Goodman Brown goes into the woods. What romantic qualities does this demonstrate?

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The woods in Nathaniel Hawthorne's "Young Goodman Brown" hold a transformative power, a Romantic trope that is often seen in literature of this time period. In the short story, we see an young man (Goodman Brown) who feels as if he knows all there is to know about himself and his place in the world. Goodman Brown's descent into the woods holds the Romantic traits of a loss of his childlike innocence and the realization of truth while in nature.

In the beginning of the short story, Goodman Brown innocence of youth; he is unaware of the dealings taking place in the town.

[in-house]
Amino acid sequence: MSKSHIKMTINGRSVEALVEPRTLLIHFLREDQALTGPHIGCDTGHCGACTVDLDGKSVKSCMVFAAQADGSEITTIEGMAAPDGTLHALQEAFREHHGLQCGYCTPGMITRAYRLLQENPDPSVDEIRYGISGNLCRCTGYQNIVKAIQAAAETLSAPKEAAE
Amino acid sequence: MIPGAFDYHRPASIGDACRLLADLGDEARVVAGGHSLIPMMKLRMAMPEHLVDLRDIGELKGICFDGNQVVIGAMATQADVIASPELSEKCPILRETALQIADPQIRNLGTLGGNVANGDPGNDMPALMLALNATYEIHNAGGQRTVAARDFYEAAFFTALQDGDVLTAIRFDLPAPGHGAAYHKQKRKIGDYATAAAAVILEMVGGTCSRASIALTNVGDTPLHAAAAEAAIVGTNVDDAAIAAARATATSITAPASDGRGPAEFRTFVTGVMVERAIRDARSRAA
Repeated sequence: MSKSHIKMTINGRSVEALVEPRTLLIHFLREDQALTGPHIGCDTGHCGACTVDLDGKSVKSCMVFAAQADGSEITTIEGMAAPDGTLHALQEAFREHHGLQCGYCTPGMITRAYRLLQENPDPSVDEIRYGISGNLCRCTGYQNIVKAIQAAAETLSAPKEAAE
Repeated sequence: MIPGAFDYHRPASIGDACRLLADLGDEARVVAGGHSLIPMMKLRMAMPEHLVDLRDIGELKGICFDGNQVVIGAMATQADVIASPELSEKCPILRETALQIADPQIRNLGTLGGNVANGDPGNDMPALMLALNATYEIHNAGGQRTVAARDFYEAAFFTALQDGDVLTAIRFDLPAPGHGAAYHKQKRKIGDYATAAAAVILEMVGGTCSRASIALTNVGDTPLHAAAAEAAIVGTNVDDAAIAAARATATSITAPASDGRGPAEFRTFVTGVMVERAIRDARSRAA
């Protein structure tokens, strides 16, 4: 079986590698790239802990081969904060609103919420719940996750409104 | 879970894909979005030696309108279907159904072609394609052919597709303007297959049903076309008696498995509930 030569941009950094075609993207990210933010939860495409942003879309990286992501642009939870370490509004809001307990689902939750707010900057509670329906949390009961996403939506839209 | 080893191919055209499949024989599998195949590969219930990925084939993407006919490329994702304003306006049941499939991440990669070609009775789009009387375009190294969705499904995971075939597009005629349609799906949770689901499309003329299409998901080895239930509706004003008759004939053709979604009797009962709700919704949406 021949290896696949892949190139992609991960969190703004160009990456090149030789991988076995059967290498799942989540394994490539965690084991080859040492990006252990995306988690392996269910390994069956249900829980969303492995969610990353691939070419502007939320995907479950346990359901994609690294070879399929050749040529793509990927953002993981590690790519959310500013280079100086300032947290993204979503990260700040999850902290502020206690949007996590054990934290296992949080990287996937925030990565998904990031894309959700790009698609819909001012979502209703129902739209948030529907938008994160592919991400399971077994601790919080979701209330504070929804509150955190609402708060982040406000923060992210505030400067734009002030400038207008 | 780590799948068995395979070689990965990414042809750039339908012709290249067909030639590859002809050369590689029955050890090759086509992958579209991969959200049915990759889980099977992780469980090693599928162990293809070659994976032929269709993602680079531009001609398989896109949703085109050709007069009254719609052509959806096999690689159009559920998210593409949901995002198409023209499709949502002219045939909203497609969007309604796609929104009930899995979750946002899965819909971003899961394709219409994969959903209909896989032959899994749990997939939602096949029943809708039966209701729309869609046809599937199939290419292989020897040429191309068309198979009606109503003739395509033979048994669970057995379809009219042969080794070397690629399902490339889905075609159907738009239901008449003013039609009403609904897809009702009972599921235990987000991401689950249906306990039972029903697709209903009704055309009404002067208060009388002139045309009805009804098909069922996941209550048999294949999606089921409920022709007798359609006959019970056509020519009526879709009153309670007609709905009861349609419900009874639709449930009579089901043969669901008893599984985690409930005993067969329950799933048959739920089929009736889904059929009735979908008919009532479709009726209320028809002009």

"So they parted; and the young man pursued his way, until, being about to turn the corner by the meeting-house, he looked back, and saw the head of Faith peeping after him, with a melancholy air, in spite of her pink ribbons." (6)

When Goodman Brown leaves his wife, he believes she is the picture of innocence. However, Faith's "melancholy air" foreshadows her moral failings, and Goodman Brown soon finds these as well.

Goodman Brown's trek in the woods is also Romantic in how the woods transform him by providing truth. It is often seen in Romantic literature that a youth will go into the forest and be transformed by the mysterious, natural, and unknown world. In "Young Goodman Brown," he experiences this transformation by receiving knowledge of the evil that can exist in his own town:

"And, maddened with despair...Goodman Brown grasp his staff and set forth again, at such a rate that he seemed to fly along the forest path. […] Sometimes, the wind tolled like a distant church-bell, and sometimes gave a broad roar around the traveler, as if all Nature were laughing him to scorn. But he was himself the chief horror of the scene, and shrank not from its other horrors." (50-51)

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